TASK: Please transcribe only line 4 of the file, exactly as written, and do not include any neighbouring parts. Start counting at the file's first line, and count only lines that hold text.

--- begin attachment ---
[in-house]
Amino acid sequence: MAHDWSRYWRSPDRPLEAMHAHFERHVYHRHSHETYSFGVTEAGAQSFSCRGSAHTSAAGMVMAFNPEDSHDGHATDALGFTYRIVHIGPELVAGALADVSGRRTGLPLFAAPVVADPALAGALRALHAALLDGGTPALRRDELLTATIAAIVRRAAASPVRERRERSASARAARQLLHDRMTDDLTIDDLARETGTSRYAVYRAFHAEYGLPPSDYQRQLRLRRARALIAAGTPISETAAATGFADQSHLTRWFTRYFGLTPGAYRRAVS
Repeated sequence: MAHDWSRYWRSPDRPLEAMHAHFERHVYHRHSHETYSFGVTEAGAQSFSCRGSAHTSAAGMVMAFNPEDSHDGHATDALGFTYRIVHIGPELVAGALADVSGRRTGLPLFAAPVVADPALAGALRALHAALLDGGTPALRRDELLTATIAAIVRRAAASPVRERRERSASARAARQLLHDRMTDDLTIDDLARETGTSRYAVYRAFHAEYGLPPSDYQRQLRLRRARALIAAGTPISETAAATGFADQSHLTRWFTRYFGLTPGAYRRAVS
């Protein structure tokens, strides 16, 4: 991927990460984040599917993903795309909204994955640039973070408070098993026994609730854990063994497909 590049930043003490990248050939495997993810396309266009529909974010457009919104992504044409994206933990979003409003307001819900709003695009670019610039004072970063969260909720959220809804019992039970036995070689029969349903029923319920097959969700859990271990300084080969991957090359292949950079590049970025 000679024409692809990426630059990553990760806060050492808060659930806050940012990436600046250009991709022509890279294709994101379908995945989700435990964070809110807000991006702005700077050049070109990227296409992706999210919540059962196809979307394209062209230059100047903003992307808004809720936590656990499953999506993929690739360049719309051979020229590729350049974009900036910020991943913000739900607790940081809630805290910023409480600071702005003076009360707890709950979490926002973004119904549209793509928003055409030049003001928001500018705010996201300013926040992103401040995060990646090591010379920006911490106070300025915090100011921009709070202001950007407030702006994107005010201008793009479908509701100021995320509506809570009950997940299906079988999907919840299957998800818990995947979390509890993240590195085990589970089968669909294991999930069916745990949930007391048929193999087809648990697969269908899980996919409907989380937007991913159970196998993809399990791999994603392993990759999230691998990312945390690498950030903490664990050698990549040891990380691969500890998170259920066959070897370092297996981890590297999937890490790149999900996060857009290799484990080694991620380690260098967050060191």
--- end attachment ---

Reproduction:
């Protein structure tokens, strides 16, 4: 991927990460984040599917993903795309909204994955640039973070408070098993026994609730854990063994497909 590049930043003490990248050939495997993810396309266009529909974010457009919104992504044409994206933990979003409003307001819900709003695009670019610039004072970063969260909720959220809804019992039970036995070689029969349903029923319920097959969700859990271990300084080969991957090359292949950079590049970025 000679024409692809990426630059990553990760806060050492808060659930806050940012990436600046250009991709022509890279294709994101379908995945989700435990964070809110807000991006702005700077050049070109990227296409992706999210919540059962196809979307394209062209230059100047903003992307808004809720936590656990499953999506993929690739360049719309051979020229590729350049974009900036910020991943913000739900607790940081809630805290910023409480600071702005003076009360707890709950979490926002973004119904549209793509928003055409030049003001928001500018705010996201300013926040992103401040995060990646090591010379920006911490106070300025915090100011921009709070202001950007407030702006994107005010201008793009479908509701100021995320509506809570009950997940299906079988999907919840299957998800818990995947979390509890993240590195085990589970089968669909294991999930069916745990949930007391048929193999087809648990697969269908899980996919409907989380937007991913159970196998993809399990791999994603392993990759999230691998990312945390690498950030903490664990050698990549040891990380691969500890998170259920066959070897370092297996981890590297999937890490790149999900996060857009290799484990080694991620380690260098967050060191």